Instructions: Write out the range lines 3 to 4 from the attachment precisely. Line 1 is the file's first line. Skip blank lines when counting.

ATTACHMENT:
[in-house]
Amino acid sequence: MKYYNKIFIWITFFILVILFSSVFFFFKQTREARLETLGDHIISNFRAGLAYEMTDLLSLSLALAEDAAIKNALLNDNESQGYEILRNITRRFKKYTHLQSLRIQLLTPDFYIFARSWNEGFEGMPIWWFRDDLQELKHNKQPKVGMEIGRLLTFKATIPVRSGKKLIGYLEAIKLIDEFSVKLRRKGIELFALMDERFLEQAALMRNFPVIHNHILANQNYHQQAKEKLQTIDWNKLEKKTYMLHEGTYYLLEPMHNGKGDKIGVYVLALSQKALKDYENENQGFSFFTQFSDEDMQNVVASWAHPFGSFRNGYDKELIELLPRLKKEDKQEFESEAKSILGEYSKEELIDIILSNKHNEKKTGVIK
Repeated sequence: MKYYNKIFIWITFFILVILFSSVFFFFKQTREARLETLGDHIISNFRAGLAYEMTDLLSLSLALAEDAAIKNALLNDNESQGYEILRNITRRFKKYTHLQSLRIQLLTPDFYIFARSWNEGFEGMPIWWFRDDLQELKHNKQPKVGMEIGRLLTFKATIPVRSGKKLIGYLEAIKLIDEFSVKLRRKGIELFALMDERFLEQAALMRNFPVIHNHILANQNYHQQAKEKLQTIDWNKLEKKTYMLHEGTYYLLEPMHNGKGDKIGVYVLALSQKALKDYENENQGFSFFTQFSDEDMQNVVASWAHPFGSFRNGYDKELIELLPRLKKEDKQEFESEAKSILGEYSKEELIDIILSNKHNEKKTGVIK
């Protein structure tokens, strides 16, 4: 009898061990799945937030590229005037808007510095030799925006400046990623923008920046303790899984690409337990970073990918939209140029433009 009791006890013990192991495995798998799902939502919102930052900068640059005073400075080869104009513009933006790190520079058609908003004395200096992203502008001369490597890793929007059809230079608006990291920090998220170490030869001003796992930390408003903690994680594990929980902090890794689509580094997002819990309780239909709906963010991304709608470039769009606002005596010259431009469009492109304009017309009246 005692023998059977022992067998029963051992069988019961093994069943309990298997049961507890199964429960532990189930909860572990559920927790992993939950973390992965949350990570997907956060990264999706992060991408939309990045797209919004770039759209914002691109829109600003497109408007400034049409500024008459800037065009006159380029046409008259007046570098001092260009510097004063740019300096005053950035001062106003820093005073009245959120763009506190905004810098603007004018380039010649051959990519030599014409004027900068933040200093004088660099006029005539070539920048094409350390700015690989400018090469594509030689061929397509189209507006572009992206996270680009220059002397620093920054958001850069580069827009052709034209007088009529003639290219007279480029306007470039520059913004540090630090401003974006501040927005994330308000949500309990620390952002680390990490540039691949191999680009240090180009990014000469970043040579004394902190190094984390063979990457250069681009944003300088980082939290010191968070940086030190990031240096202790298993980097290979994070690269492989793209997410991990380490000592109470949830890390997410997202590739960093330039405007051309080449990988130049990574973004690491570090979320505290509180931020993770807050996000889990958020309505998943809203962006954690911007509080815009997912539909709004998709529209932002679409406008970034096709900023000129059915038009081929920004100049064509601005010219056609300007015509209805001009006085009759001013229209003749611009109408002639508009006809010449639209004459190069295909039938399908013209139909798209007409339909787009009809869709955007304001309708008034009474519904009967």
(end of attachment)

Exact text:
Repeated sequence: MKYYNKIFIWITFFILVILFSSVFFFFKQTREARLETLGDHIISNFRAGLAYEMTDLLSLSLALAEDAAIKNALLNDNESQGYEILRNITRRFKKYTHLQSLRIQLLTPDFYIFARSWNEGFEGMPIWWFRDDLQELKHNKQPKVGMEIGRLLTFKATIPVRSGKKLIGYLEAIKLIDEFSVKLRRKGIELFALMDERFLEQAALMRNFPVIHNHILANQNYHQQAKEKLQTIDWNKLEKKTYMLHEGTYYLLEPMHNGKGDKIGVYVLALSQKALKDYENENQGFSFFTQFSDEDMQNVVASWAHPFGSFRNGYDKELIELLPRLKKEDKQEFESEAKSILGEYSKEELIDIILSNKHNEKKTGVIK
């Protein structure tokens, strides 16, 4: 009898061990799945937030590229005037808007510095030799925006400046990623923008920046303790899984690409337990970073990918939209140029433009 009791006890013990192991495995798998799902939502919102930052900068640059005073400075080869104009513009933006790190520079058609908003004395200096992203502008001369490597890793929007059809230079608006990291920090998220170490030869001003796992930390408003903690994680594990929980902090890794689509580094997002819990309780239909709906963010991304709608470039769009606002005596010259431009469009492109304009017309009246 005692023998059977022992067998029963051992069988019961093994069943309990298997049961507890199964429960532990189930909860572990559920927790992993939950973390992965949350990570997907956060990264999706992060991408939309990045797209919004770039759209914002691109829109600003497109408007400034049409500024008459800037065009006159380029046409008259007046570098001092260009510097004063740019300096005053950035001062106003820093005073009245959120763009506190905004810098603007004018380039010649051959990519030599014409004027900068933040200093004088660099006029005539070539920048094409350390700015690989400018090469594509030689061929397509189209507006572009992206996270680009220059002397620093920054958001850069580069827009052709034209007088009529003639290219007279480029306007470039520059913004540090630090401003974006501040927005994330308000949500309990620390952002680390990490540039691949191999680009240090180009990014000469970043040579004394902190190094984390063979990457250069681009944003300088980082939290010191968070940086030190990031240096202790298993980097290979994070690269492989793209997410991990380490000592109470949830890390997410997202590739960093330039405007051309080449990988130049990574973004690491570090979320505290509180931020993770807050996000889990958020309505998943809203962006954690911007509080815009997912539909709004998709529209932002679409406008970034096709900023000129059915038009081929920004100049064509601005010219056609300007015509209805001009006085009759001013229209003749611009109408002639508009006809010449639209004459190069295909039938399908013209139909798209007409339909787009009809869709955007304001309708008034009474519904009967």